The proud man looked over the heads of the gathered reporters and then wistfully at the exit. He spoke slowly.
Pau Gasol sounded tired. You would, too, after pushing a rock up the hill four times and then helplessly watching it roll back down to the bottom. This time, which marked the end of Spain's dream of Olympic gold at the hands of Team USA yet again, the semifinal ended by a not-as-close-as-it-sounds 82-76.
"Our hearts are bleeding," said Sergio Scariolo, who coaches Spain but whose penchant for drama marks him as indelibly Italian.
Beating Team USA in Friday's Olympic semifinal was always going to be a heavy lift for Spain, let alone for the 36-year-old Gasol. He was already forced to take on more responsibility to cover for the absence of his injured younger brother and fellow NBA All-Star star, Marc. Then Nikola Mirotic, Spain's only other legitimate inside threat, picked up his fourth foul before halftime.
What made it more frustrating still is that he was convinced the Americans looked more beatable than in any of the four Olympic tournaments in which they've knocked him and Spain out.
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"That's just the way I felt," Gasol said. "They are not playing as well as other times they've played, but they are still a very talented team individually.
"If we had been a little sharper with our shots, if we would have moved the ball a little better, if we would have boxed out more, and make it a two- or three-possession game, then you're talking about a whole different story."
That's three very big "ifs" if you're keeping score at home. And even if somehow all three of those wishes were granted, it might not have made much difference.
Team USA had hold of this game from the start and the last time Spain had a real chance to make it competitive came with two minutes left, down 61-55. But Sergio Rodriguez missed a 3-point shot and Kevin Durant made his on the other end, imposing order once more on what had been a herky-jerky game because of all the chippy fouls and technicals.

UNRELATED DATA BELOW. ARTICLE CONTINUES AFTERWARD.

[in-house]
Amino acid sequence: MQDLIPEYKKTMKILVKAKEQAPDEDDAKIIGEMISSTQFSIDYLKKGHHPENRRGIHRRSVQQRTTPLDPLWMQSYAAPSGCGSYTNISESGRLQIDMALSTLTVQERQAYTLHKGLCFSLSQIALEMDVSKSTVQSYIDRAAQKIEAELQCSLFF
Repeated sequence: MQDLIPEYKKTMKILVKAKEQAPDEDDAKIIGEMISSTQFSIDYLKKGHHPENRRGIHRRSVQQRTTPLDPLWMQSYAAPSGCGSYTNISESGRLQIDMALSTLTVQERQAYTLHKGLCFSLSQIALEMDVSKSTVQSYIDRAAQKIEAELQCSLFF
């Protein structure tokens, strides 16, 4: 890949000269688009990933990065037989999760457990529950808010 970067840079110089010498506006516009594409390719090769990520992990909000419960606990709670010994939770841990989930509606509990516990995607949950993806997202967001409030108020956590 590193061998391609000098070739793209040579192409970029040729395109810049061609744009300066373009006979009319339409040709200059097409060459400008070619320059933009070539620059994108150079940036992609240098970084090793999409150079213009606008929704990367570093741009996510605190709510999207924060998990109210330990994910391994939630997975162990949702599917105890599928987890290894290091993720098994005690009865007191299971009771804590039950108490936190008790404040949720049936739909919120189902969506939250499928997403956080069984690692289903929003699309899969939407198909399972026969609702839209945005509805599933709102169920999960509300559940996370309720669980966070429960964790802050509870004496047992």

"It's the most different game I've coached internationally. It was just a real different game today," said U.S. coach Mike Krzyzewski.
He was loathe to say more about the referees, though he credited the crew with bringing the coaches and captains together at the start of the second half and telling them, "'Let's just play basketball.'"
Like Gasol, his coach cited a few could-have-beens that might have changed the outcome. Scariolo ticked off rebounding, blocked shots and "intimidation."
The first two were easy enough to quantify: the Americans had a 53-41 edge in rebounds and 7-1 in blocks; the intimidation factor is hard to measure, but easy to see. Like Gasol, a handful of his Spanish teammates have played in the NBA for several years. Unlike him, however, they took most of their chances from distance, rarely challenging the longer, quicker U.S. defenders one on one in the paint.
"He's got back-to-the basket game and a face-up game and he can shoot the long ball," said DeAndre Jordan, the toughest U.S. defender in the post. "Anything I could do to make his catches tough, play with length and physicality, I was just trying to make it as tough on him as possible.
"I tried to push him off the block and just play him with length," he added. "I just wanted to make everything tough on him."
Gasol scored a game-high 23, leading Spain as he has in nearly every climactic battle with the Americans. In 2004, he left Athens empty-handed and settled for silver both in 2008 and 2012. The best the Spanish can manage this time around will be bronze.
It's been a tough tournament for aging international stars. Already, Argentina's Manu Ginobili and France's Tony Parker announced the end of their Olympic careers and Gasol will be 40 when the next Tokyo Games convene in 2020.
Asked about the possibility of his retirement from international play, Gasol only promised to assess his situation "year by year."
But at the end of this game, after exchanging handshakes and hugs with the friends and rivals he made over 16 seasons, he sauntered over to the USA bench and did the same with Coach K and assistants Jim Boeheim and Tom Thibodeau.
Then Gasol stopped and looked into the crowd for a few long seconds, like a man drinking in a scene one final time.
"Pau's a great player," Krzyzewski said. "No one is going to stop him."
But as Gasol answered his final question and began the long, slow walk down the hallway toward Spain's gloomy locker room, there was a better-than-even chance he was wondering where he'd find the strength after Sunday to climb back onto the international stage again.